Thumper…

January 10, 2018

Nepal day 3 – Bhaktapur

27/3/17
Headed to the historical area of Bhaktapur, within the Kathmandu Valley, and really not that far from the center of Kathmandu. It’s a short drive, I’d almost call it another suburb of Kathmandu, but apparently it’s one of the top 3 cities population wise within Nepal. We didn’t even pass any open space to get there! I guess after all this time visiting Asia I should expect that city boundaries aren’t as defined there as they are here in Australia, but I’m still not used to that.

Welcome to Bhaktapur

Welcome to Bhaktapur

At Bhaktapur, unless you’re a local, there is a charge to enter the area. This area was fascinating for looking at the damage from the earthquake. Because it was so old, the damage was easily noticeable, even nearly two years later (quake was 25/4/15). Many buildings have huge cracks in them, walls at weird angles or piles of rubble at the bottom of them. Many houses that were a few stories high are now single story, some buildings are standing while right next door there is nothing but rubble. The back streets are so narrow it would have been a nightmare after the quake trying to get around.
We spent time walking around the back streets, observing daily life, the kids going to school, the women working on the household chores and every now and then some building works. Every day, it is the woman’s job to be up around 4.30am to make an offering to the hindu gods; there’s trouble from the men if they don’t.

Offering bowls at one of the many temples

Offering bowls at one of the many temples

It seems a strange place, almost circular, radiating from the central square (it’s probably not, but it seemed that way). Plenty of temples and historical buildings are destroyed or partially destroyed thanks to the earthquake. The major difference in Bhaktapur though is that there’s evidence of building and restoration works under way and salvage works on some of the materials that were part of the original.

Salvage works

Salvage works

We saw pottery square, which has a kiln in it, but doesn’t really seem to be a square (more an area) and in Durbar Square Bhaktapur was the royal palace with 55 windows, because supposedly he had 55 wives. Next to the palace was a temple where some had just made live offerings – small birds (the birds had obviously been killed to be placed as an offering). So glad I don’t have to do that.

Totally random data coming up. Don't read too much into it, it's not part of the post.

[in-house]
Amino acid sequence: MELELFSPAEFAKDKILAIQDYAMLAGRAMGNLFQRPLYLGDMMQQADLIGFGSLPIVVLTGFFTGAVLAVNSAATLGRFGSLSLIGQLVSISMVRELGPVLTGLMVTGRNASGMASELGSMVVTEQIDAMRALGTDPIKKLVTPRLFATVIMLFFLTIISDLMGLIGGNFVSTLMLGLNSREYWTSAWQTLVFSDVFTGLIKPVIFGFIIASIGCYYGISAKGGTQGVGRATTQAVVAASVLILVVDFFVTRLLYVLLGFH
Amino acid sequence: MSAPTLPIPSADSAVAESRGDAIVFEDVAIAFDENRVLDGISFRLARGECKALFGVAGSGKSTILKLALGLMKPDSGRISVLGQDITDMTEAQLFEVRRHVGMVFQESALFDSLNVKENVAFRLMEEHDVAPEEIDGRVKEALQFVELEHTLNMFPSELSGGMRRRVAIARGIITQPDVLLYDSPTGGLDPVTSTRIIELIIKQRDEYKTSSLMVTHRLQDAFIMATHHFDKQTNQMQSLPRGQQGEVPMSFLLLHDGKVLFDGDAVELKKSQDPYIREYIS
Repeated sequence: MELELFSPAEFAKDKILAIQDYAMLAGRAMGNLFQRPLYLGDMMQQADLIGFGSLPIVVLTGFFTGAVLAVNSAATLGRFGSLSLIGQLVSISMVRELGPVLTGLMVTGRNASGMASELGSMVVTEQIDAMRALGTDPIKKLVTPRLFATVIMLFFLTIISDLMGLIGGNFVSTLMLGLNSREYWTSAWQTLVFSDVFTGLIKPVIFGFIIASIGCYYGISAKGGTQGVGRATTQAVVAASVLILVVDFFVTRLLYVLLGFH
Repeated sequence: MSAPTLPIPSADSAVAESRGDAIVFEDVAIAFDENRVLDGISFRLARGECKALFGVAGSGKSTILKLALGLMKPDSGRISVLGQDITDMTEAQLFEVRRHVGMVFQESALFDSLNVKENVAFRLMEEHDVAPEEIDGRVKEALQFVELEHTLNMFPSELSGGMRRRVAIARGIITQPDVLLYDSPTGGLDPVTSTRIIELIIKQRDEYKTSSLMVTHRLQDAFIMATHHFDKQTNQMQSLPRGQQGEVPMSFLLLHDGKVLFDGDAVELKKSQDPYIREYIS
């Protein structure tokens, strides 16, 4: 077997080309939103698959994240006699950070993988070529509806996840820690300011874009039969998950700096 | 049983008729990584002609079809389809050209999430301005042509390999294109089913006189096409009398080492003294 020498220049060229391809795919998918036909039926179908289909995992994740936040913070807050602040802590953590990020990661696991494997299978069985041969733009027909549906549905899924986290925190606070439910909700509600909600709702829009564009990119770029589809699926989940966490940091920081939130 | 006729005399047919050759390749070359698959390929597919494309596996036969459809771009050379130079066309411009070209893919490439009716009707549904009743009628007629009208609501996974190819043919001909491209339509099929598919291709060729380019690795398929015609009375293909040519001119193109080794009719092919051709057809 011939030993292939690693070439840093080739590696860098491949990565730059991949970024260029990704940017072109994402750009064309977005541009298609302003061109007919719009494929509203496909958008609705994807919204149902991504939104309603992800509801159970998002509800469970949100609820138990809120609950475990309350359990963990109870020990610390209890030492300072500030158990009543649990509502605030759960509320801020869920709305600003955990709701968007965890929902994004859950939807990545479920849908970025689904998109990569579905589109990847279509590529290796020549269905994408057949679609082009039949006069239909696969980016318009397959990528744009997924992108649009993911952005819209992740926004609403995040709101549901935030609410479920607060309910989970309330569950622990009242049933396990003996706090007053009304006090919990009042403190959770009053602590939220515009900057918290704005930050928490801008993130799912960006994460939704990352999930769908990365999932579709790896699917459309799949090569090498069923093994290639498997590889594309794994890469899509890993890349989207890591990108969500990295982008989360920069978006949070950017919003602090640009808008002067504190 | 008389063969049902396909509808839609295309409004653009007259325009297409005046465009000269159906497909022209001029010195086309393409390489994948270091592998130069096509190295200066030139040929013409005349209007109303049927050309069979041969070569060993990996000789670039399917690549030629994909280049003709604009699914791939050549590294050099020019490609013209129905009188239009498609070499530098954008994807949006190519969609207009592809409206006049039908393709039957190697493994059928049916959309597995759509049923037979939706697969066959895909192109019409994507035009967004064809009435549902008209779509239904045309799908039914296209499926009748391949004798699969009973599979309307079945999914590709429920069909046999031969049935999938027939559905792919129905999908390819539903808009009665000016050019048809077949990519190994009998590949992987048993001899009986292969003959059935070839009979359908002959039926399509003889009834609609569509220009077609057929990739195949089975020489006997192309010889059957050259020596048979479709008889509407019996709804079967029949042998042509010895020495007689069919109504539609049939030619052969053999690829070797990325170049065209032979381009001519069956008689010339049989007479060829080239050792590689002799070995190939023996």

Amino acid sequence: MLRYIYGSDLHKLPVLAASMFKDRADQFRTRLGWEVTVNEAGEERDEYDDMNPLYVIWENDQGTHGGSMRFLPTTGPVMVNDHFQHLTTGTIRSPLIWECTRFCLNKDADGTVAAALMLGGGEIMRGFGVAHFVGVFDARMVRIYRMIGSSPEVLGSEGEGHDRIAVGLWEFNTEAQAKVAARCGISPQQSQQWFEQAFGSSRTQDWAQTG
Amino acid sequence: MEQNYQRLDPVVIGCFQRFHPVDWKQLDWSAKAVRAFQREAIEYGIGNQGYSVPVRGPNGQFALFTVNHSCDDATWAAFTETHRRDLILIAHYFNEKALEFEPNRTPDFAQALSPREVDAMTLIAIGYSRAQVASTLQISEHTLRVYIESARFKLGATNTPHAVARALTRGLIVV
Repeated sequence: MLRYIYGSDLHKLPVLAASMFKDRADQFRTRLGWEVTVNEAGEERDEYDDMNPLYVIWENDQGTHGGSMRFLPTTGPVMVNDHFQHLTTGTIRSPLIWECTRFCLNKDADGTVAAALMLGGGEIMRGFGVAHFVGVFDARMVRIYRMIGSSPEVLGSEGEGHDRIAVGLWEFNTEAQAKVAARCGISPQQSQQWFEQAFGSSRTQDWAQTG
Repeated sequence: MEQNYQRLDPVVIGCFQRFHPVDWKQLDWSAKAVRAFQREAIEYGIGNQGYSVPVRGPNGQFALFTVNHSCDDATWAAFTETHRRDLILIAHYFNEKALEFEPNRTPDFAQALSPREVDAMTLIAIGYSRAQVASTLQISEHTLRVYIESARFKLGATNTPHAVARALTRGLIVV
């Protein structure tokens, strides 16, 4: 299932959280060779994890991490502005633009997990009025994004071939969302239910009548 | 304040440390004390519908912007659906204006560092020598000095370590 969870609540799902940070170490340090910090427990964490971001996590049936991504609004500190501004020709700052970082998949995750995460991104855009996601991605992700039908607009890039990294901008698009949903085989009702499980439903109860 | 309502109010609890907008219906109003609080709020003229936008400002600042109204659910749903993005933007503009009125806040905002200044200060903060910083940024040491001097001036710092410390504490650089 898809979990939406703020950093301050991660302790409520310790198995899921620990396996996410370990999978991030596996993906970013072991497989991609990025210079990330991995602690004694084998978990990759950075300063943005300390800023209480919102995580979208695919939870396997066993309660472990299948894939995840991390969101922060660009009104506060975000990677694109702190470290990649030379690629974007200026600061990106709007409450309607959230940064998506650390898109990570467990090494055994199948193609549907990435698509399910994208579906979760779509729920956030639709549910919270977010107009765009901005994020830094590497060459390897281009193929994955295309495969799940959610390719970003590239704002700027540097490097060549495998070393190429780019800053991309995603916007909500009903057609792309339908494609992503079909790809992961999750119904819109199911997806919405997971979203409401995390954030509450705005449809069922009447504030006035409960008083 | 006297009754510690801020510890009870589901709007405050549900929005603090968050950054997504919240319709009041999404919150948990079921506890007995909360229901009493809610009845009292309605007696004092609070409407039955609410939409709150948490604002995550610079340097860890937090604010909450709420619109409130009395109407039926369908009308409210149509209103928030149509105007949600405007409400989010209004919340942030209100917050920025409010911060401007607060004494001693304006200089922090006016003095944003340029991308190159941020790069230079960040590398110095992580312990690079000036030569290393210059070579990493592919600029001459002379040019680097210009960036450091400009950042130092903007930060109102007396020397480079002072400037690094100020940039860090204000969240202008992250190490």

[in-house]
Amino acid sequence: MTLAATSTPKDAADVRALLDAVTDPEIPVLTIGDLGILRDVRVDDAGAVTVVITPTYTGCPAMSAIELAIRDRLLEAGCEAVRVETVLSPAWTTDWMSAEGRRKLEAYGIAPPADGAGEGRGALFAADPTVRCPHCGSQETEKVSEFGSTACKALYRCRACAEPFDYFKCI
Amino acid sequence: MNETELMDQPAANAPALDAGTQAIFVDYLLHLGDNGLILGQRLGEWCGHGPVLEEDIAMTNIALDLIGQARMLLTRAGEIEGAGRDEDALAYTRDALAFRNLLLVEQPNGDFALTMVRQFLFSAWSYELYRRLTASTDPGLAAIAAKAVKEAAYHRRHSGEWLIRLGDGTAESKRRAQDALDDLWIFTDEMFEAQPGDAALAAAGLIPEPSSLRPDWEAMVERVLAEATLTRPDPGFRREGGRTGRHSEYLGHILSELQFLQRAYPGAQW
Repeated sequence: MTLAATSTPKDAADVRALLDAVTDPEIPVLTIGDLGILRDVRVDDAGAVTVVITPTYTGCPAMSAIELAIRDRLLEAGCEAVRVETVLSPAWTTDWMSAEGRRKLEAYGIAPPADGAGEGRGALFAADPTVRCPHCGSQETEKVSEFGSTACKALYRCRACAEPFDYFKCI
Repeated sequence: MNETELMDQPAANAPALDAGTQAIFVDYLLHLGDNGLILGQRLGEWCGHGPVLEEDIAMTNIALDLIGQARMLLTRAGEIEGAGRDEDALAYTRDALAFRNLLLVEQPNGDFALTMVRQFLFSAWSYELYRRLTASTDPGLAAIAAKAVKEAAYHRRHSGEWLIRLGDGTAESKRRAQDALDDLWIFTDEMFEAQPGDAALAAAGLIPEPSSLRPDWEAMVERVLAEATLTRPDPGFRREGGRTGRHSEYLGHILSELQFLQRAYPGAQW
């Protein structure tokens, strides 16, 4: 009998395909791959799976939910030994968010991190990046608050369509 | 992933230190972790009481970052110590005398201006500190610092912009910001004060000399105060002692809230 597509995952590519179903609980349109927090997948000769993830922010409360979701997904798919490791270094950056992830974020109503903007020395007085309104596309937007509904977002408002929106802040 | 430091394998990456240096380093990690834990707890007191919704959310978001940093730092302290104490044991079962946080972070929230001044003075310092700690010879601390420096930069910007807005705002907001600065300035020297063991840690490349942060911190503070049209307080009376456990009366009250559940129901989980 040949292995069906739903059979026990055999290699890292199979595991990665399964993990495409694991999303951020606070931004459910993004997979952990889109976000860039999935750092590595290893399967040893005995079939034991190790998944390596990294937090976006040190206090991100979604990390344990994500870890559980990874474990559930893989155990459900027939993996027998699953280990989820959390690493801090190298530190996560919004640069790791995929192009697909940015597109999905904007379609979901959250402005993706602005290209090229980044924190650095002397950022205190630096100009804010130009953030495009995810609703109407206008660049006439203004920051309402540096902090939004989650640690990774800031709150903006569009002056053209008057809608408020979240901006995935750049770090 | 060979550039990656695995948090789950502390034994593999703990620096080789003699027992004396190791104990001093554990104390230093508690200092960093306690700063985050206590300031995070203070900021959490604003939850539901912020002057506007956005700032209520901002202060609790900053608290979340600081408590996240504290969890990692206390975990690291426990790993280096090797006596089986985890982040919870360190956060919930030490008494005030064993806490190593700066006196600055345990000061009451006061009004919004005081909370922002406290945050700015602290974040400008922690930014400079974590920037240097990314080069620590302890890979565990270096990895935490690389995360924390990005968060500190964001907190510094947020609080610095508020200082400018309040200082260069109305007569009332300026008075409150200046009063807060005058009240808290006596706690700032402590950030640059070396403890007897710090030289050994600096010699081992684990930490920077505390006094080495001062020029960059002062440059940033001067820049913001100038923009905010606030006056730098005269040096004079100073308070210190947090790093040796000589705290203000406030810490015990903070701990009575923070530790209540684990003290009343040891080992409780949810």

A potter in Potter Square

A potter in Potter Square

Dropped in to the Sweet Home Bhaktapur restaurant where the meal wasn’t too bad and the toilets were clean. Also in the restaurant were a group of possibly Japanese tourists. I’m using the toilet, had only just entered, when one of them starts almost bashing the door down (what was wrong with the other empty one?). I half thought of just letting them in instead and waiting, but that would probably have taken longer. But it continued, which is a little unnerving when you’re in a reasonably vulnerable position… Anyway, they can bash as much as they like, because two can play at that game. I knocked on the door back, but they kept going, so I just took my time – check the hair, clean the teeth, they had a great washbasin and mirror – and our group all had a good laugh after – they were harmless enough (just impatient).

Well in the city

Well in the city

The predominantly vehicle free streets are paved with bricks, cost is 25 rupee for street bricks, 50 rupees for building bricks. 50 rupees is about 65 cents Australian. Found an ice cream shop at Durbar square, where they just sold ice cream. There were a few young boys hanging around the ice cream stall, just waiting for people to buy them ice cream – basically begging. If they hadn’t had any for a while, they’d go around to the bin and grab the empty containers and lick them. Perhaps it was a ploy to get more ice cream, because surely if you were that hungry you’d be hanging around the restaurants for real food rather than ice cream. Again in the shops around the area you could buy anything – knives, swords, clothes, hardware etc and I’m sure they had a special price for tourists! The area has plenty of people living there and calling it home – vegetable gardens, shops and washing on the lines abound.

Veggie Patch, Bhaktapur

Veggie Patch, Bhaktapur

Our accommodation that night was at the Bhadgaon Guest House in the center of the city overlooking the hive of activity around the temples in the square below. Unfortunately “hive of activity” during the day translates to “hive of activity” at 4am in the morning… but that’s for tomorrow’s post! They do have nice meals at the hotel restaurant here – some sizzling chicken was my choice tonight.

Chicken and veggies

Chicken and veggies

Had a walk later on that evening and accidentally took a few steps (literally, that’s all it was) outside the old city limits. I’m sure the guy watched us leave, just so he could ask us where our tickets were. Our guide hadn’t given them to us, but thankfully I had the hotel key and showed that to him.
And no. I don’t want a chess set, but thanks for asking. 500 times.

More colours are available in Uganda!

More colours are available in Uganda!

Advertisements

Leave a Comment »

No comments yet.

RSS feed for comments on this post. TrackBack URI

Leave a Reply

Please log in using one of these methods to post your comment:

WordPress.com Logo

You are commenting using your WordPress.com account. Log Out / Change )

Twitter picture

You are commenting using your Twitter account. Log Out / Change )

Facebook photo

You are commenting using your Facebook account. Log Out / Change )

Google+ photo

You are commenting using your Google+ account. Log Out / Change )

Connecting to %s

Blog at WordPress.com.

%d bloggers like this: